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DATETIME  January 2011

DATETIME January 2011

Subject:

Re: BCE dates; metadata embedded in dates

From:

"Ray Denenberg, Library of Congress" <[log in to unmask]>

Reply-To:

Discussion of the Developing Date/Time Standards <[log in to unmask]>

Date:

Mon, 10 Jan 2011 17:15:32 -0500

Content-Type:

text/plain

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Parts/Attachments

text/plain (75 lines)

From: Stephen Davis
 Sent: Wednesday, January 05, 2011 9:23 PM
> If it is generally agreed in the Western world that the name of a year
> is 31 BCE, then I would argue that the most appropriate normalized form
> of that is
> "-31" or BCE31 (as in John Kunze's TEMPER proposal).   An approach
> based on
> calculation from another date is trying to solve a problem that I don't
> believe exists, in our domain at least.

As Bruce mentioned, the spec simply defers to ISO 8601 on this matter. 

 
> And maybe I'm missing something, but the following sentence from the
> table seems problematic on its face:
> 
> "BC has no year zero. In the BC system the year before year 1 is '1 BC'.
> Thus '-0999' means '1000 BC'."
> 
> Shouldn't that be "-1001" means "1000 BCE" (calculated from 1 BCE)?  

No, I don't think so. The year before 0001 is one less, thus 0000, and the
year before is -0001, and the year before that, -0002, and so on.  

And 0000 is 1 BC (because there is no 0 BC).

Thus -0001 (the year before 0000) is one year before 1 BC, i.e. 2 BC, and so
on, and this generalizes to:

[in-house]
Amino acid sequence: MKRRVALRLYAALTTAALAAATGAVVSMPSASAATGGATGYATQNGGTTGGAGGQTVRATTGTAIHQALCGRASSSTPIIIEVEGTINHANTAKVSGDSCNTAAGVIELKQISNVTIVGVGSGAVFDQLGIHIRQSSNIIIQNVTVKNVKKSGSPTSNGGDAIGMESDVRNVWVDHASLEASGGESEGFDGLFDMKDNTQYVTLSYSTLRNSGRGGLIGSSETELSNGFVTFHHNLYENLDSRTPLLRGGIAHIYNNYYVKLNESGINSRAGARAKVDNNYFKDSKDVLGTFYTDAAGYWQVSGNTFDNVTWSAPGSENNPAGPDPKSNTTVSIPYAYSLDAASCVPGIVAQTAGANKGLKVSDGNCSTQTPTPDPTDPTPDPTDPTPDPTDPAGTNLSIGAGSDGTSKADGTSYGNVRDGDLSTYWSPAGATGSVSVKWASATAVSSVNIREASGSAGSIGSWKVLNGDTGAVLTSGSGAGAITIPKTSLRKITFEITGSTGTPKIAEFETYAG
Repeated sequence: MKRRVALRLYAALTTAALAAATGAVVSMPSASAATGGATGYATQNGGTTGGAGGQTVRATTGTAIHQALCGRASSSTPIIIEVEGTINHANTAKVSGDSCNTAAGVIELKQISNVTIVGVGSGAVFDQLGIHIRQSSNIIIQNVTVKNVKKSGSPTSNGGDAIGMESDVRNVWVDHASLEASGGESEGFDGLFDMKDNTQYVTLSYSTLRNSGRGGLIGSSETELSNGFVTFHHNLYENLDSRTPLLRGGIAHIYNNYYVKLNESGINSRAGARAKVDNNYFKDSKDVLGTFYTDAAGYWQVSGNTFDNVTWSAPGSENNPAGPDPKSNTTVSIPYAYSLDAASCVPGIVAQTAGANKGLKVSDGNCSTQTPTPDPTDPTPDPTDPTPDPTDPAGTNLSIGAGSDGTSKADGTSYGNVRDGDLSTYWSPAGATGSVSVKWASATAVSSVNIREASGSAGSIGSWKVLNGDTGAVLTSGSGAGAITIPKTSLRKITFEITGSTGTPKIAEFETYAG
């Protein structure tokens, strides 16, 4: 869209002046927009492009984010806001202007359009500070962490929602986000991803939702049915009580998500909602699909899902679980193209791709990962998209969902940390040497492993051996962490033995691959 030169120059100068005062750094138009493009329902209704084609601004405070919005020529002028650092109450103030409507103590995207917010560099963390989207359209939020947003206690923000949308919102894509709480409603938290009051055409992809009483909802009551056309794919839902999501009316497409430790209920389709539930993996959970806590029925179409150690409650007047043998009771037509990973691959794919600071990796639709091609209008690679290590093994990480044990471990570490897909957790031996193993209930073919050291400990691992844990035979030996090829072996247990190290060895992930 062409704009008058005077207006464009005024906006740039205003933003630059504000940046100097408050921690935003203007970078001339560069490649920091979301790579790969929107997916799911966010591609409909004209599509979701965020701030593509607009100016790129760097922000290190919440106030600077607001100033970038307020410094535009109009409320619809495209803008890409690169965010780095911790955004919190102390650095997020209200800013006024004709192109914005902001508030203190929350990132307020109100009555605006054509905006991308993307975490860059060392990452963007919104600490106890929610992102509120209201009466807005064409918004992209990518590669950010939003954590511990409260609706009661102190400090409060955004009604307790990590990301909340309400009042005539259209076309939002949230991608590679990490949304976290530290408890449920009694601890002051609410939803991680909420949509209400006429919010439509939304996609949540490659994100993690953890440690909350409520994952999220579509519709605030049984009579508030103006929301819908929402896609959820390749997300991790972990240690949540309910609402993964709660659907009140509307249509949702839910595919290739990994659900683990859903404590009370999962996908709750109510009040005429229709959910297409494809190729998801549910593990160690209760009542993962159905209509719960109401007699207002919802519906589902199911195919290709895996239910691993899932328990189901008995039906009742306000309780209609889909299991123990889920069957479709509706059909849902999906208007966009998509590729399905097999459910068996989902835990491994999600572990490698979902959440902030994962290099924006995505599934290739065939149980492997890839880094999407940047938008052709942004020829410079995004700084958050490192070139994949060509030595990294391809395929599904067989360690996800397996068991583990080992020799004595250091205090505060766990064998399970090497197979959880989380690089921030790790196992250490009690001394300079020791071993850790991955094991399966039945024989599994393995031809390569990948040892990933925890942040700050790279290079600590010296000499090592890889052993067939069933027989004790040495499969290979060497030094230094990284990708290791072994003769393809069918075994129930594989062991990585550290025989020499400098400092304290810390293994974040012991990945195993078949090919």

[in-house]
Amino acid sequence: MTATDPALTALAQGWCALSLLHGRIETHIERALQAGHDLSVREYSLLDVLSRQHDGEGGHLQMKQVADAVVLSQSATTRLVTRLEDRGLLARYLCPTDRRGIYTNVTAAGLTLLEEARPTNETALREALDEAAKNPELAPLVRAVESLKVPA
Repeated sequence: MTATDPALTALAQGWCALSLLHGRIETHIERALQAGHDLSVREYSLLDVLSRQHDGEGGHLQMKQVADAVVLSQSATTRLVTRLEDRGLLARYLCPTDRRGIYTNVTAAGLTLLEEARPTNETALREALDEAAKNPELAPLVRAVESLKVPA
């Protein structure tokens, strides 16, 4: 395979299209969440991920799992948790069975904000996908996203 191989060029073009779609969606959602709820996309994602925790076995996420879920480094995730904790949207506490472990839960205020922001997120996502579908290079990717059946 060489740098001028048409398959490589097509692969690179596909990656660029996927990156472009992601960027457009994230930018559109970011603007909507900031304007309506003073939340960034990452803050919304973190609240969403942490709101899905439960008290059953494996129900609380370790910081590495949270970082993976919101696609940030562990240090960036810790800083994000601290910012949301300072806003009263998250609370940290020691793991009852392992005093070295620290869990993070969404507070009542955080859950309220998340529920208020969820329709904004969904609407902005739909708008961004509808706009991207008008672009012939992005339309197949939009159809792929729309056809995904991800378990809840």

" -'xxxx' = 'xxxx'+1 BC"  SO -0999 = 1000 BC.

 
> BTW -- I would strongly encourage the use BCE and CE terminology in
> evolving standards documentation rather than BC / AD.

I have added a note at the bottom of the
spec(http://www.loc.gov/standards/datetime/spec.html#bcnote) explaining the
preference for BC over BCE.  I do understand the objection to AD, although
there would be the same controversy with CE as with BCE, but I have simply
elimimated AD from the spec as it really is redundant (in the same sense
that a plus sign is redundant on a positive integer).


> 2) Using extensive "prescribed punctuation" to describe different types
> of dates (curly brackets, square brackets, single quotes, tildes,
> greater than/less than, double slash, and the infamous 'u' of old) is
> not a great way to build a modern standard.  Giving unusual meanings to
> ordinary punctuation is not a substitute for appropriate, schema-driven
> content designation.

I'm not entirely sure what you mean by schema-drive content designation but
I sense that you are challenging the basic premise of the work, which is to
develop a simple string format for use with XML, RDF, and similar
serializations, and instead develop a structured date/time format, which
would be very ambitious and which I don't think would meet the needs of the
people participating in this development. 

 
>  ... asking us to write logic that parses things
> like:
> 
> PT03HWI19990612T08:00:00/19990612T18:00:00
> 
> to explain "3 hours within the period between 8am and 6pm on 12 June
> 1999"
> seems over the top. 

But again this is straight ISO 8601, and the philososphy behind adhering to
8601 is that you won't HAVE to write logic to parse this, it will be readily
available.


Thanks for the comments, Stephen.

--Ray

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